"Verily, your Grace, their names be Matthew, Mark, Luke, and John. They have been shut up in a language not understanded of the people, as if they were in prison. Even to a prisoner speech with his friends is not often forbidden. Will your Majesty graciously command that the words of the four Evangelists be put into English that these captives may be released from their dungeon?" This was really asking whether she would rule as a Protestant, for the Catholics opposed the circulation of the English Bible.

The queen showed no displeasure, but answered with a smile:—

"It has sometimes come to pass that men have learned to prefer their prison. Perchance it would be better to inquire of these prisoners of ours whether they wish to come out from behind the bars." When Parliament met, the question was brought up, and a translation of the Bible was ordered to be made at once. This was issued as authorized by the queen.

There was another matter that perhaps weighed more seriously upon the masses of the people than [125] did the question which form of religion the queen would favor, and that was her marriage. The English longed to feel sure that the government would go on peacefully even if their queen should be taken from them. Before Henry's father came to the throne, there had been in England a terrible time of civil war because there were different claimants to the crown who were supported by different parties, and most people in the land would rather have a form of worship with which they did not agree than feel that the death of their sovereign would be followed by a return of those bloody days. If Elizabeth married and had a child to inherit the crown, the land would settle down to quiet.

This was the way King Philip reasoned as well as the English. Then he thought: "Elizabeth is a wise, shrewd woman, and she can see that with France and Scotland against her, her only hope is to ally herself with Spain. The only way to be sure of Spain's support is to marry me or some true friend of mine." As for her Protestentism, he did not think that matter of any great importance, for he believed that she would rather be sure of her throne than of her church.

[126] When Elizabeth became queen, she had sent, as was the custom, a letter to the various rulers of Europe, formally announcing her accession. Philip's plans were made before the letter reached him. He had concluded that his only safe course was to marry her himself. He wrote to his ambassador, Count de Feria, and explained why he had come to such a conclusion. It was a great sacrifice, he said, for it would not be easy to rule England in addition to his other domains, and Elizabeth must not be so unreasonable as to expect him to spend much of his time with her. She must give up her Protestant notions, of course, become a Catholic, and agree to uphold the Catholic faith in her country. To marry the sister of his dead wife was against the law of the church, but he was sure that he could induce the Pope to grant special permission.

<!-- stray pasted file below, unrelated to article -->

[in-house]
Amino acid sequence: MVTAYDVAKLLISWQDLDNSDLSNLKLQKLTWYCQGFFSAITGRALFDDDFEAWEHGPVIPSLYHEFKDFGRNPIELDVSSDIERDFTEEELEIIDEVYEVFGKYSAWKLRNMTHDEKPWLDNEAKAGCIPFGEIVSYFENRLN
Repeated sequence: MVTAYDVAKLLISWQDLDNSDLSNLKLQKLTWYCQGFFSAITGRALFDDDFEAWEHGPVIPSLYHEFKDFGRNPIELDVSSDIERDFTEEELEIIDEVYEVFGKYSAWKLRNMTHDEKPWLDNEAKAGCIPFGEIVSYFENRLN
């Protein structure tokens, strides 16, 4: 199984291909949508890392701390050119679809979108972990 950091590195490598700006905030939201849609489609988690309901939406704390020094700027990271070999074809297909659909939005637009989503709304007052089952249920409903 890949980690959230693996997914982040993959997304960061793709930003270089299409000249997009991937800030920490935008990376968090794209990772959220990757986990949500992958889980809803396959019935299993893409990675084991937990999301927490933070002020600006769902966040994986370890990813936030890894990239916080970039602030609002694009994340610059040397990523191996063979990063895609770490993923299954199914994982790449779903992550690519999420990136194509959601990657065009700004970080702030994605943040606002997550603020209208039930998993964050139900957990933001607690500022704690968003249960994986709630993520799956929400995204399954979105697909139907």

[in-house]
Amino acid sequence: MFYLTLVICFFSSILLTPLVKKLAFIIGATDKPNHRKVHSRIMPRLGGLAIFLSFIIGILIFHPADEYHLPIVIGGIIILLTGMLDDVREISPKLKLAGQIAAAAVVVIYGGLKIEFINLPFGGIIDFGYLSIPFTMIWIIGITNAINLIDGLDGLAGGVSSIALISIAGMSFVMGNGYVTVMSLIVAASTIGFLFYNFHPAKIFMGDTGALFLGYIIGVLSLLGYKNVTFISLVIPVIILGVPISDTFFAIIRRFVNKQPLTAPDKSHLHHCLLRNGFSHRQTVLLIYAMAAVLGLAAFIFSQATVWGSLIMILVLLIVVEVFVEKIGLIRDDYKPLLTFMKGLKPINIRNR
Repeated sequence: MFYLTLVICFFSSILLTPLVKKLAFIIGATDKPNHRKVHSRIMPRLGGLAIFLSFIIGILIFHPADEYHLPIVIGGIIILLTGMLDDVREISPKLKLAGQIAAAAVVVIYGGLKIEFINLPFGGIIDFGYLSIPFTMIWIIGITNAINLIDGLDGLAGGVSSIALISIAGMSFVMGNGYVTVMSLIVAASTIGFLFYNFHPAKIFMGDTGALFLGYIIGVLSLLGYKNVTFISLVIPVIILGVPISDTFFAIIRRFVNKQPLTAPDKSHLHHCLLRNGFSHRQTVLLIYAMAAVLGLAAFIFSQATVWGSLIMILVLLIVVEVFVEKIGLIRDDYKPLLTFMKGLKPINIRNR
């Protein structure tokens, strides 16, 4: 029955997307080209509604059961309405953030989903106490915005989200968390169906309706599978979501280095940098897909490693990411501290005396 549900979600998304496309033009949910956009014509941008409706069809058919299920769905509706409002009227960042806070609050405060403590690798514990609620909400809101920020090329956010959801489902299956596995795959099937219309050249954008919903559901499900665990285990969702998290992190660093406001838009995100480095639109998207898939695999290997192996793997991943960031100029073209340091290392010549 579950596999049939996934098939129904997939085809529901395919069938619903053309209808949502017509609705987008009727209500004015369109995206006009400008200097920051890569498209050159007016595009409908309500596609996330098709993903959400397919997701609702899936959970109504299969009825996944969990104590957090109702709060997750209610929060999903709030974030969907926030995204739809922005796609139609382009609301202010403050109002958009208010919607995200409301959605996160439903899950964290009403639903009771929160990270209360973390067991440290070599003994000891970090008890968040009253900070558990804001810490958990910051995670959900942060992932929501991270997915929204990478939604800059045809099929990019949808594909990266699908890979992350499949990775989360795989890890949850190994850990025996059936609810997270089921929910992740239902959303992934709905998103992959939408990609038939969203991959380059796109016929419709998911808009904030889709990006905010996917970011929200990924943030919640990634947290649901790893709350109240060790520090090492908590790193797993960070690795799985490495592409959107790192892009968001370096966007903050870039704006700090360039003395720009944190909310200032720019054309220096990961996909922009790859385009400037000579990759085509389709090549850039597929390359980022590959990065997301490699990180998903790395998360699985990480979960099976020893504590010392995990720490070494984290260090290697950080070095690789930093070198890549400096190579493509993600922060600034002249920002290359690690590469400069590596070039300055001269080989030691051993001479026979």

Philip's reply to Elizabeth's announcement was an ardent letter begging her in most eloquent terms to become his wife. The queen met his request with the gravest courtesy, thanked him for the honor that he had done her, and told him how fully she realized of what advantage such a splendid alliance would be to her. Philip wrote [127] again and again; he told her how highly he thought of her abilities and merits, and what a charming, fascinating woman she was. Elizabeth was shrewd enough to understand why this keen politician was so eager for the marriage, but she answered his letters with the utmost politeness, and when other excuses failed, she told him that she could not make any plans concerning marriage without consulting Parliament, and that body was not yet in session. She mischievously allowed her ladies to see his glowing epistles, but perhaps she may be pardoned for this offence, inasmuch as Count de Feria had foolishly shown the king's letter, and Elizabeth knew precisely what Philip had said about the great sacrifice he was making in wedding her. Philip was so sure she would marry him that he sent envoys to Rome to get the Pope's permission, but before they could return, a final letter came from the queen, refusing to take him for her husband. The Spaniard was easily consoled, for within a month he married the daughter of the French king.